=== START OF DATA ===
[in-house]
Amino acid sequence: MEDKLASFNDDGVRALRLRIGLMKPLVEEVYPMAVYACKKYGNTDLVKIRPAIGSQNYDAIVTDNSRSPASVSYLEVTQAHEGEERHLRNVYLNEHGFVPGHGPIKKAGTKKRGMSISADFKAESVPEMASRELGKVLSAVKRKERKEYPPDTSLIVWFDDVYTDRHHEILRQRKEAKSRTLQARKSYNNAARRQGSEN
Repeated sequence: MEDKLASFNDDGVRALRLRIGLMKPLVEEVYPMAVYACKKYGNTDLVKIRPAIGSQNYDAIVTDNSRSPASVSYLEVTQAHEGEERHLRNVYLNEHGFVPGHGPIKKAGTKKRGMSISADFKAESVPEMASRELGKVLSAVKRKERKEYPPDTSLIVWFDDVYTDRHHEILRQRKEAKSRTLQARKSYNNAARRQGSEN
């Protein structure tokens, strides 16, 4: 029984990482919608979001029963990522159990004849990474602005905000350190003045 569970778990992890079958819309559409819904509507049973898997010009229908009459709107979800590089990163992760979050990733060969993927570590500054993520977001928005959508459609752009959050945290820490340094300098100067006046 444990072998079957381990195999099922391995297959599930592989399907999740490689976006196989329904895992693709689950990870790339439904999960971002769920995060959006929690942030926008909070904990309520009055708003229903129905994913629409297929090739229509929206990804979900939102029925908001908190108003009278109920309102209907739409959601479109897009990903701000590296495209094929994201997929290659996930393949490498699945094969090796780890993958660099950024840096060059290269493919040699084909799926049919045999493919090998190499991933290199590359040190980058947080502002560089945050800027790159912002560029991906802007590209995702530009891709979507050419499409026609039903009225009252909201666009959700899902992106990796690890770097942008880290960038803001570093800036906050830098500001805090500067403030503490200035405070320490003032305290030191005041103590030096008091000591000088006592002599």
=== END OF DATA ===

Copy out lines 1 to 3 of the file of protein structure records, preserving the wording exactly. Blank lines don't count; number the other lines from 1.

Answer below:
[in-house]
Amino acid sequence: MEDKLASFNDDGVRALRLRIGLMKPLVEEVYPMAVYACKKYGNTDLVKIRPAIGSQNYDAIVTDNSRSPASVSYLEVTQAHEGEERHLRNVYLNEHGFVPGHGPIKKAGTKKRGMSISADFKAESVPEMASRELGKVLSAVKRKERKEYPPDTSLIVWFDDVYTDRHHEILRQRKEAKSRTLQARKSYNNAARRQGSEN
Repeated sequence: MEDKLASFNDDGVRALRLRIGLMKPLVEEVYPMAVYACKKYGNTDLVKIRPAIGSQNYDAIVTDNSRSPASVSYLEVTQAHEGEERHLRNVYLNEHGFVPGHGPIKKAGTKKRGMSISADFKAESVPEMASRELGKVLSAVKRKERKEYPPDTSLIVWFDDVYTDRHHEILRQRKEAKSRTLQARKSYNNAARRQGSEN